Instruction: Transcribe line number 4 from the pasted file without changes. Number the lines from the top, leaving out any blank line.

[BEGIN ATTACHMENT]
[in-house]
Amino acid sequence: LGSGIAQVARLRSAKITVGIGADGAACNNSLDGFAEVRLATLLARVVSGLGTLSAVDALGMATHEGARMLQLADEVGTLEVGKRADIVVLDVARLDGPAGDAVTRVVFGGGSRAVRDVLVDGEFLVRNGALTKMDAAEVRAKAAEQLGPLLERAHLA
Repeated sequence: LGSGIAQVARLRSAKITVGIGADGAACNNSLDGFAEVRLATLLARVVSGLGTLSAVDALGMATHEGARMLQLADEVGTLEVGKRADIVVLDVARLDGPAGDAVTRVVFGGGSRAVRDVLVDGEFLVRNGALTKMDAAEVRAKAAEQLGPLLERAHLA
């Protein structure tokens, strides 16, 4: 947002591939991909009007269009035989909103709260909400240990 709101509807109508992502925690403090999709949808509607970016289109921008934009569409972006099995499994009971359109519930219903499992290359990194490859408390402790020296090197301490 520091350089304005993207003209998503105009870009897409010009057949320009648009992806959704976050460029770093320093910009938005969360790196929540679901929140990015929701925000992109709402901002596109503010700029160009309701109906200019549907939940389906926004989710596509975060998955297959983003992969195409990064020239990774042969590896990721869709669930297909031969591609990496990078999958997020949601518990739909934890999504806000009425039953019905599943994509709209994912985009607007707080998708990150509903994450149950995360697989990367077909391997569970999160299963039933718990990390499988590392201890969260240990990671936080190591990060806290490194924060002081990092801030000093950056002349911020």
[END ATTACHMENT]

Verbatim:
């Protein structure tokens, strides 16, 4: 947002591939991909009007269009035989909103709260909400240990 709101509807109508992502925690403090999709949808509607970016289109921008934009569409972006099995499994009971359109519930219903499992290359990194490859408390402790020296090197301490 520091350089304005993207003209998503105009870009897409010009057949320009648009992806959704976050460029770093320093910009938005969360790196929540679901929140990015929701925000992109709402901002596109503010700029160009309701109906200019549907939940389906926004989710596509975060998955297959983003992969195409990064020239990774042969590896990721869709669930297909031969591609990496990078999958997020949601518990739909934890999504806000009425039953019905599943994509709209994912985009607007707080998708990150509903994450149950995360697989990367077909391997569970999160299963039933718990990390499988590392201890969260240990990671936080190591990060806290490194924060002081990092801030000093950056002349911020």